3 Reasons You Should Preach through Joshua

Article
07.05.2018

The book of Joshua doesn’t receive the attention it deserves. For many, familiarity with the book comes from a few verses on a few refrigerator doors. Who doesn’t have at least one item adorned with “Be strong and courageous” or “As for me and my house, we will serve the Lord”? The main point of this article isn’t to ridicule the shallowness of Christian-themed products, but rather to emphasize that the book of Joshua has much more to offer the church than “courageous” pocket stones or “as for me and my house” doormats.

Joshua begins with the end of something else; it begins with the death of Moses. Moses’ death commences Israel’s transition of leadership, and Joshua becomes the new overseer of God’s people. But the book of Joshua tells more than a story about leadership transitions and the courage necessary for such a task. It tells the story of God’s faithfulness and the proper response by his people to that faithfulness. Meaningful sermons and studies that present these invaluable truths will serve the church well.

1. Joshua portrays God’s faithfulness.

God’s faithfulness to Israel begins with the five books of Moses. The promise made to Abraham in Genesis 12 is finally fulfilled in Joshua. What Joshua is commissioned to do—lead God’s people through the Promised Land—is exactly what God has ordained and is faithful to complete.

We see this book’s first glimpse of God’s faithfulness when the Lord commissions Joshua. God assures him, telling him “Arise and go” and “Just as I was with Moses, so will I be with you.” To be commissioned by God is to have some measure of authority bestowed by God.

The commissioning of Joshua succeeds because of the faithfulness of God. Similarly, the commissioning of every biblically minded church succeeds because of the faithfulness of God. As you preach through Joshua, you’ll be confronted with opportunity after opportunity to invite every true believer to trust God’s character and therefore to respond to his commission on their lives. After all, every Christian has been commissioned in their various spheres of authority to live their life in ways that lead people, according to God’s power and purpose, to a land that’s promised to be revealed on the last day.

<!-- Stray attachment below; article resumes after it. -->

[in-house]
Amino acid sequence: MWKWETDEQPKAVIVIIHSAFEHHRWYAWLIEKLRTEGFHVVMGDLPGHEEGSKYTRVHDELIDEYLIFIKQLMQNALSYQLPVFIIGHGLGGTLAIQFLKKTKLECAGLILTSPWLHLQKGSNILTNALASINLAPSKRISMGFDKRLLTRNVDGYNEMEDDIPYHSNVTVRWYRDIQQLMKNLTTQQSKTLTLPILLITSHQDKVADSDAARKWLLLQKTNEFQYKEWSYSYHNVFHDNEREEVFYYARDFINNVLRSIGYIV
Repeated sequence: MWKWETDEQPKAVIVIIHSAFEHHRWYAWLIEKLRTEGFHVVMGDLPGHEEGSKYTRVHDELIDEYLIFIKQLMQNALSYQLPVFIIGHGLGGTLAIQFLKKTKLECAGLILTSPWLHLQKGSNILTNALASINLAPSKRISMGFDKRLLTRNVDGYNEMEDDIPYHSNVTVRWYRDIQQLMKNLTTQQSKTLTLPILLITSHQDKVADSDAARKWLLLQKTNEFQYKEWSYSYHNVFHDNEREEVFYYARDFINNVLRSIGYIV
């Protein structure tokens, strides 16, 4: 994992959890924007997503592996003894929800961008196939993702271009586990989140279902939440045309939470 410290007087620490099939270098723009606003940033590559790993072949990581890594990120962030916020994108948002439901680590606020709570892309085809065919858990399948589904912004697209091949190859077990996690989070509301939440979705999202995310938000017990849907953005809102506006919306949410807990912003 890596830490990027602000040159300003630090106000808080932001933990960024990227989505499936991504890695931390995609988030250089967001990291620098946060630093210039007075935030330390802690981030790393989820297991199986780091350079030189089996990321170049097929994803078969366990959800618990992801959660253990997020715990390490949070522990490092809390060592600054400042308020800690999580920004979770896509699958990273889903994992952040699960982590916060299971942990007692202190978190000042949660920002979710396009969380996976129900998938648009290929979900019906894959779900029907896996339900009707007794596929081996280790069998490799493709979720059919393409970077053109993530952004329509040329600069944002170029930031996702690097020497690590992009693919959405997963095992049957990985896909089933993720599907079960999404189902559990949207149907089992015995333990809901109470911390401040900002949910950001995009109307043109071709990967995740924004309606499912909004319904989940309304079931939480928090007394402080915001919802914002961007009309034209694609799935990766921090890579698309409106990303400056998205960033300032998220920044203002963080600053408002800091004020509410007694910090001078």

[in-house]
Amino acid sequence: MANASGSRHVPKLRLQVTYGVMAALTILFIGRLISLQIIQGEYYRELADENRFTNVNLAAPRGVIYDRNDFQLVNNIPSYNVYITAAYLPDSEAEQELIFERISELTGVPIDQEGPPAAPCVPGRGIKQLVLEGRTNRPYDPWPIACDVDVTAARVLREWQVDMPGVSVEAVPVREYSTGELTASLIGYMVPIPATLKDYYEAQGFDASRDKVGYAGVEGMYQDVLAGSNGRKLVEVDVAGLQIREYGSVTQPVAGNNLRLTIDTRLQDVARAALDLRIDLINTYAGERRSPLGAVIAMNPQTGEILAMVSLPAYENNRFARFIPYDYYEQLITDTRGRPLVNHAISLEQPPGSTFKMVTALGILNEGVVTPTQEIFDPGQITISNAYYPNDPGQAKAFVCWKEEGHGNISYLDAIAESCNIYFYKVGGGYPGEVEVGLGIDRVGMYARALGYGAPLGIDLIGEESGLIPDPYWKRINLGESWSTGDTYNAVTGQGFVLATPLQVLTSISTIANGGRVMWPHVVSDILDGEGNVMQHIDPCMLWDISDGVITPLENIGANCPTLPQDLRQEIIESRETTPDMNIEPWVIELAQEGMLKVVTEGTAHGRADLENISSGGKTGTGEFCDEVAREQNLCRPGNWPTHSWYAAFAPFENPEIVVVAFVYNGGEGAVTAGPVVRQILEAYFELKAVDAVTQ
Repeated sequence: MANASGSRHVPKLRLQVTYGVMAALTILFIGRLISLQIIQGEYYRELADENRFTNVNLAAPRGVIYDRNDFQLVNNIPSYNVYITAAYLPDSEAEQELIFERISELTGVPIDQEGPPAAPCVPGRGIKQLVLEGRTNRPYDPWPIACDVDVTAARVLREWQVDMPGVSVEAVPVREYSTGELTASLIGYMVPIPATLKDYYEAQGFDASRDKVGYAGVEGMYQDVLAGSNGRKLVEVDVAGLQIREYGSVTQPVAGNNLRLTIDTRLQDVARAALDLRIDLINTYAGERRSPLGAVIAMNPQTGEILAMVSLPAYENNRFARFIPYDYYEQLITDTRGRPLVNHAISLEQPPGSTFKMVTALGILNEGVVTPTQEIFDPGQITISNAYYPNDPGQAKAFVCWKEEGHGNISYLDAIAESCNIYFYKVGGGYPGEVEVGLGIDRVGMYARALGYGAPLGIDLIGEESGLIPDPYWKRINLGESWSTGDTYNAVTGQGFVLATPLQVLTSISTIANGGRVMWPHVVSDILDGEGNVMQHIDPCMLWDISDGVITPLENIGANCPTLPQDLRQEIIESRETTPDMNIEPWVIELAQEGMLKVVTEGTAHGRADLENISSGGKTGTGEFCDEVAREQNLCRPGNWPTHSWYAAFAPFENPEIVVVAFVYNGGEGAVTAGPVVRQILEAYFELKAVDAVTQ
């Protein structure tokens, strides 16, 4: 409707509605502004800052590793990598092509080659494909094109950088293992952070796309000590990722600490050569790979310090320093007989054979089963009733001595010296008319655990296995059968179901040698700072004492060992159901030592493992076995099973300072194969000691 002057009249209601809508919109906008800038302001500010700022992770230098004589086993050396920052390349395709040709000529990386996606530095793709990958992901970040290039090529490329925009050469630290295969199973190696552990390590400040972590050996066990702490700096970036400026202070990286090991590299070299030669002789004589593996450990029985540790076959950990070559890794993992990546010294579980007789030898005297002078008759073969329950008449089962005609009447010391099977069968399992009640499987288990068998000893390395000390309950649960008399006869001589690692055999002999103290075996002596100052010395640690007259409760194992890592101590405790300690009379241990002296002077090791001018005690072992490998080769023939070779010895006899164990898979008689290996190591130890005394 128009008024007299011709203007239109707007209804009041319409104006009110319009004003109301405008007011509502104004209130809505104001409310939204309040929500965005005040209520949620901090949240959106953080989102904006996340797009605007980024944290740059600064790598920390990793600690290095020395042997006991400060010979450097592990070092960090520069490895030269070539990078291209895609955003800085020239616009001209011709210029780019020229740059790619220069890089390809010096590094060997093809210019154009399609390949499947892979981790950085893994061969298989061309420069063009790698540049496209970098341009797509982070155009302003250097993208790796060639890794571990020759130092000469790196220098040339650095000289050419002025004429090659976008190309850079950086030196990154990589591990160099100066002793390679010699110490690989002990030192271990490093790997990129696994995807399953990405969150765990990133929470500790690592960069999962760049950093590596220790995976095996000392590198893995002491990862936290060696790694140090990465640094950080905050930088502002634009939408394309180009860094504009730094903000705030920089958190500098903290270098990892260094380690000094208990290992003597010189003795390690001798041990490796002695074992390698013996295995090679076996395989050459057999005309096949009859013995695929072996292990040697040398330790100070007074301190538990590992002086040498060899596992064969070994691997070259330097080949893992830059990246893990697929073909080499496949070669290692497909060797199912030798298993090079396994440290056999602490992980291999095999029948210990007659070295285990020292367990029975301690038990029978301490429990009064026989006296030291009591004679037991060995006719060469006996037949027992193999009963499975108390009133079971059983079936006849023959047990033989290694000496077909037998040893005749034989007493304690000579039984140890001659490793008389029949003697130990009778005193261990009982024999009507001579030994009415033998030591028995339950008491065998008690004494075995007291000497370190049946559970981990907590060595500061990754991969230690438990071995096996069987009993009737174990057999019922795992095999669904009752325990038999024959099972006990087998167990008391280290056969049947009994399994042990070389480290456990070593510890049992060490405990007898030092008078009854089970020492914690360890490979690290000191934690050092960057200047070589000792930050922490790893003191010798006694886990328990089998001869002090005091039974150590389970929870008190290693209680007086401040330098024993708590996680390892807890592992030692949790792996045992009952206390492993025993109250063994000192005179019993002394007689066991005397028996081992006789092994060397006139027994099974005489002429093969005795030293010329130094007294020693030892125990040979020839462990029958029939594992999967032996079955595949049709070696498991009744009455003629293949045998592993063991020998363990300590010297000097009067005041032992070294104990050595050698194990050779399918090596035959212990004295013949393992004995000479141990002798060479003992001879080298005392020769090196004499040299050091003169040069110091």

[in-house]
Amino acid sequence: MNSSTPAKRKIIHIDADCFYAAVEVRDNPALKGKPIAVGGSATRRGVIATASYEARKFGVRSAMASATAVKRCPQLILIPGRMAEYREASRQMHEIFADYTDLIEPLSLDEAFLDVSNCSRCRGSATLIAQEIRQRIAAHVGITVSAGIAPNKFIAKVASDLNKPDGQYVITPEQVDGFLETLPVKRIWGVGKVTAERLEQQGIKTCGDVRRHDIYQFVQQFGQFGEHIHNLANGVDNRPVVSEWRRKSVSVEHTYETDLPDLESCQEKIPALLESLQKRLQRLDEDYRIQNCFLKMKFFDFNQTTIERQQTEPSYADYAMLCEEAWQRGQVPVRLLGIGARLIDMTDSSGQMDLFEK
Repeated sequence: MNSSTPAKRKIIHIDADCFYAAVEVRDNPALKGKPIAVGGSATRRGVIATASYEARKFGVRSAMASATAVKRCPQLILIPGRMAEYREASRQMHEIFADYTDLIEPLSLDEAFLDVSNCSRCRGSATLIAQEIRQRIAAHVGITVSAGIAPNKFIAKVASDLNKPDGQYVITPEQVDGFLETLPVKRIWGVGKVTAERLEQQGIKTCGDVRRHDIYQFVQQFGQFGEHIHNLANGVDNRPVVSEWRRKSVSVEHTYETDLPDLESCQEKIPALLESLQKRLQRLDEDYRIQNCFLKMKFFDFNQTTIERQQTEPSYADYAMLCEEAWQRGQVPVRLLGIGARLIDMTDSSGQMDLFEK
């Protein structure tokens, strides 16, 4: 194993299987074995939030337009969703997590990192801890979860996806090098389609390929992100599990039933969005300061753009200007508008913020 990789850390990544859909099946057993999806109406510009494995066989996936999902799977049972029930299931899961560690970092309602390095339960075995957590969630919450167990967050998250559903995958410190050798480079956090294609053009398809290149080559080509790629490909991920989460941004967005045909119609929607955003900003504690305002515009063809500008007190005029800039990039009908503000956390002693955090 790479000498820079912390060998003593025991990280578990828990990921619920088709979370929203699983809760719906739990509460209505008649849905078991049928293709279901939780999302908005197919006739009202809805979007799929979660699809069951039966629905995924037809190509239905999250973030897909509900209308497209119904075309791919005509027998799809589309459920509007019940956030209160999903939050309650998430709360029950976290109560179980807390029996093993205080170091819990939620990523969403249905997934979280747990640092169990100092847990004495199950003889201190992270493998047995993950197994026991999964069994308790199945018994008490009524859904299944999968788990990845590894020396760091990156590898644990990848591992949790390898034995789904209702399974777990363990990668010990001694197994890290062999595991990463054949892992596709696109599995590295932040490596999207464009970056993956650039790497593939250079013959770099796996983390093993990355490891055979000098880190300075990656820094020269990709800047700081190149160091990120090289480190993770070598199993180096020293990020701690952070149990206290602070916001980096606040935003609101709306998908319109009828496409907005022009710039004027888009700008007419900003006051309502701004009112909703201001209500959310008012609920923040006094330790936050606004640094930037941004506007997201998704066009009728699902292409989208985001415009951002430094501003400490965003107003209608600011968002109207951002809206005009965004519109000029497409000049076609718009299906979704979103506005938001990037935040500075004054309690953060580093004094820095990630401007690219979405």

Like Joshua, most Christians lack confidence and courage. There’s a reason the Lord tells Joshua to “be strong and courageous, for you shall cause this people to inherit the land that I swore to their fathers to give them.” What was true for Joshua is certainly true for every follower of Christ: we’re commanded to do what we’ve been commissioned to do. The Lord tells Joshua, “Just as I was with Moses, so I will be with you. I will not leave you or forsake you.” That same promise is made to every believer. Remember the words of Jesus to at the end of the Great Commission: “And behold, I am with you always, to the end of the age.”

Essential to God’s commission and command is God’s word. Because God is true to his word, those who follow him must also be true to all that God has commanded.

What does this mean for the congregation that reads the book of Joshua? What significance does this take on for followers of Christ?

2. Joshua beckons God’s people to remember God’s faithfulness.

God’s faithfulness has an intended purpose in the lives of his people. It should beckon us to remembrance.

There seems to be nothing more effective to the faith of a believer than to be reminded of what God has done. The first sign of remembrance we see in Joshua comes after the Israelites cross the Jordan River and Joshua instructs the leaders to set up twelve stones as a sign of God’s covenant with his people. This sign wasn’t intended to be a mere reminder for the present, but one that would last and become meaningful in generations to come. It was a memorial of remembrance that was to be looked upon by the children of those who had witnessed God’s faithfulness firsthand.

Consider also the great heap of stones that lay over Achan and his family. God intended this sign to discourage rebellion and sin. Achan took that which belonged only to God—and as a result, he paid the penalty for his selfish action. A congregation will be served well when it’s reminded that God is faithful to all that he commands. What memorial stones can we point our congregations to that make this point clear?

3. Joshua exhorts God’s people to unity.

Why does the author spend eight chapters—Joshua 13–20—on the division of land? Who wants to read that?

But what we see in this painstaking distribution is unity. We see it displayed in the eastern tribes as they help secure their brothers’ land before they find comfort in their own. We see it in the way each tribe received their land as it was divided according to size. We see unity in the promise fulfilled to the Levites as they receive as their inheritance the cities of refuge—just as God promised. All of this is laid out so that the reader can see the unity of God’s people.

Much more can be said about the great book of Joshua, but for at least the three reasons listed above, any congregation would benefit from a series of sermons through it.

COMMENTARIES

Here are two commentaries that will be very helpful to you in your study of Joshua. The first is Joshua: No Falling Words written by Dale Ralph Davis. Davis does a great job of outlining the major points in each chapter of Joshua. His commentary is clear, applicable, and succinct.

If you’re looking for a more in-depth work, then David M. Howard’s work from the New American Commentary Series is a good place to start.

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